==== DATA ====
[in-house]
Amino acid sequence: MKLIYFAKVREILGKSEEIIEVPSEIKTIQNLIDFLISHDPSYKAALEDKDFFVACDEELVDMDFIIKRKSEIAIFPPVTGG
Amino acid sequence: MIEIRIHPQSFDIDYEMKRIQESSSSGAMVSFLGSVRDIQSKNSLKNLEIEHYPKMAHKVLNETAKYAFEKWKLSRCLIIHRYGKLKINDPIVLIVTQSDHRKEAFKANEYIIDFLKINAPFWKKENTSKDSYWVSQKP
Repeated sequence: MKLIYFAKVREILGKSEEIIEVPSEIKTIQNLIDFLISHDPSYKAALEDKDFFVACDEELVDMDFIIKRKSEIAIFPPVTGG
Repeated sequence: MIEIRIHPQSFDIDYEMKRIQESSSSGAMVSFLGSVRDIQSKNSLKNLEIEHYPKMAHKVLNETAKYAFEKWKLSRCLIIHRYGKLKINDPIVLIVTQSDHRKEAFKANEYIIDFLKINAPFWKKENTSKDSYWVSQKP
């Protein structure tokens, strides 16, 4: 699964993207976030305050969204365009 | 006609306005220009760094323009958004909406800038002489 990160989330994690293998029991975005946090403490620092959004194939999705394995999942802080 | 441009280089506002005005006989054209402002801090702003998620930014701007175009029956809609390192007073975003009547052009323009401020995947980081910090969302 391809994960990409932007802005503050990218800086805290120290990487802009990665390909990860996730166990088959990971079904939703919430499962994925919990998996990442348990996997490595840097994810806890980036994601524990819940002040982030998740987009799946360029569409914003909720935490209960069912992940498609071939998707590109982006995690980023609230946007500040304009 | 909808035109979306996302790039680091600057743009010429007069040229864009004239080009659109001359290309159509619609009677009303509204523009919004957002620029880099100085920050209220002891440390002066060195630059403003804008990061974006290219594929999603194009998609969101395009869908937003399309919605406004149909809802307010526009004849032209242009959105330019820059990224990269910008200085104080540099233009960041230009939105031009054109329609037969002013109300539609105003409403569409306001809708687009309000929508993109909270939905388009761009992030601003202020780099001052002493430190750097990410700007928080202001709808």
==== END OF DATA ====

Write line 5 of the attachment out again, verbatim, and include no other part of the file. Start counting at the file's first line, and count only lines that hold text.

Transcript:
Repeated sequence: MIEIRIHPQSFDIDYEMKRIQESSSSGAMVSFLGSVRDIQSKNSLKNLEIEHYPKMAHKVLNETAKYAFEKWKLSRCLIIHRYGKLKINDPIVLIVTQSDHRKEAFKANEYIIDFLKINAPFWKKENTSKDSYWVSQKP